You may remember a couple of weeks ago I published a post about the California State Mining Museum in Mariposa and mentioned that I wished I could find a mineral museum nearer to where I live. Well, it just so happens that I did find a very nice if small collection of minerals from various places around the world on view at the Angels Camp Museum in Calaveras County. They were displayed in glass cases, and I used my phone to shoot pictures of a few of them as it was easier to avoid the glare/reflections by putting the lens right against the glass. I don’t know very much about minerals, but they certainly can be very beautiful and fascinating to look at.
Talc by coincidence recently showed up in one of my crossword puzzles with the clue “One on the Mohs scale;” after filling in the answer I Googled and read a bit about the Mohs scale, so I managed to learn something new that day!
Quartz and calcite, two very different minerals, are commonly found together in limestone veins. Calcite is quite soft, while quartz is right up there on the Mohs scale at 7 out of 10.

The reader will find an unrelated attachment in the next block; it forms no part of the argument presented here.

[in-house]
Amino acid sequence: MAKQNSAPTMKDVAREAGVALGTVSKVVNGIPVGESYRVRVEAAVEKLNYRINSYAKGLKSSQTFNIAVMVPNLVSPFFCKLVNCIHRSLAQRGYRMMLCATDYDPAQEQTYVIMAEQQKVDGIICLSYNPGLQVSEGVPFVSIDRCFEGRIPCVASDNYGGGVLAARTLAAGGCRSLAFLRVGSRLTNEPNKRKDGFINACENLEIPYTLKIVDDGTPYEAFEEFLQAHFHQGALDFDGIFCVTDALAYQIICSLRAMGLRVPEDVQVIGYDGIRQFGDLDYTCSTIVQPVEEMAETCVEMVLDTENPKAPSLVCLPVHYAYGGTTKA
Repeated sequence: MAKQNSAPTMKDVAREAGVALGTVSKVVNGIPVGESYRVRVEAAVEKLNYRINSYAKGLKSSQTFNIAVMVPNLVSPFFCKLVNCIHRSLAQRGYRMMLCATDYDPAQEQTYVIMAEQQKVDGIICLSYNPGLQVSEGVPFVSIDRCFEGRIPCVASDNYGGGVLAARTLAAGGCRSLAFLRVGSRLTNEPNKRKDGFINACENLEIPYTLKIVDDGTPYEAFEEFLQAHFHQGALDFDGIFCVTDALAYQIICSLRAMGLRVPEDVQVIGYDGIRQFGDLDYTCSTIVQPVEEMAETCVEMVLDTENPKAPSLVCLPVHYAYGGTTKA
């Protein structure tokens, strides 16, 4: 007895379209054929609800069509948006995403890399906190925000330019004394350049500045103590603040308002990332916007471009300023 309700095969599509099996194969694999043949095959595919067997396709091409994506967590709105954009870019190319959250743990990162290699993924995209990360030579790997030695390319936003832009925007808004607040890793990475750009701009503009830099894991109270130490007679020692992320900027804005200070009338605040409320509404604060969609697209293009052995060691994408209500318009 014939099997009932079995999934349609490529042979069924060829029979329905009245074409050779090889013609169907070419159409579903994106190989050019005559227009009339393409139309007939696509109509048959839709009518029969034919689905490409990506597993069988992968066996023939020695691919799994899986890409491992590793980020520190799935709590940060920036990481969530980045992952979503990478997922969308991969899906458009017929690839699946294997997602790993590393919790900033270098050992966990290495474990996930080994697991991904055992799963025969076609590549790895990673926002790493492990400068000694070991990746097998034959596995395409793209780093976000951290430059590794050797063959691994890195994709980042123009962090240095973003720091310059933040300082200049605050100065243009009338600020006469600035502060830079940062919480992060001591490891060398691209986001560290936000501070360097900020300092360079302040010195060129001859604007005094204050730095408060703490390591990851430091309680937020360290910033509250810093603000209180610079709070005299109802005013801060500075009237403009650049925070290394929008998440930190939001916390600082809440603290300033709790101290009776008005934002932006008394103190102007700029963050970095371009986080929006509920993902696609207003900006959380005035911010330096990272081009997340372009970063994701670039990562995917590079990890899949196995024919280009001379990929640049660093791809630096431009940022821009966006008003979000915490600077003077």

Amethyst is a beautiful and very familiar mineral — especially to those born in February! It’s actually a violet form of quartz as well as a semiprecious stone. The name “amethyst” was derived from the Greek words for “not intoxicated.” In ancient times, people believed that an amethyst cup or amulet would protect the wearer from getting drunk. And now that I’ve typed the word “amethyst” a few times, I believe I shouldn’t have any more trouble remembering how to spell it!
I was attracted to this halide specimen by the fact that it looks like a large snowball (albeit in this photo a slightly blurry one). The chemistry gets a bit confusing for me here, but halides are a class of chemical compounds that contain salt-forming elements such as fluorine or chlorine. Aside from halite, they tend to be very rare and may be water soluble.
Stay tuned for more minerals to come!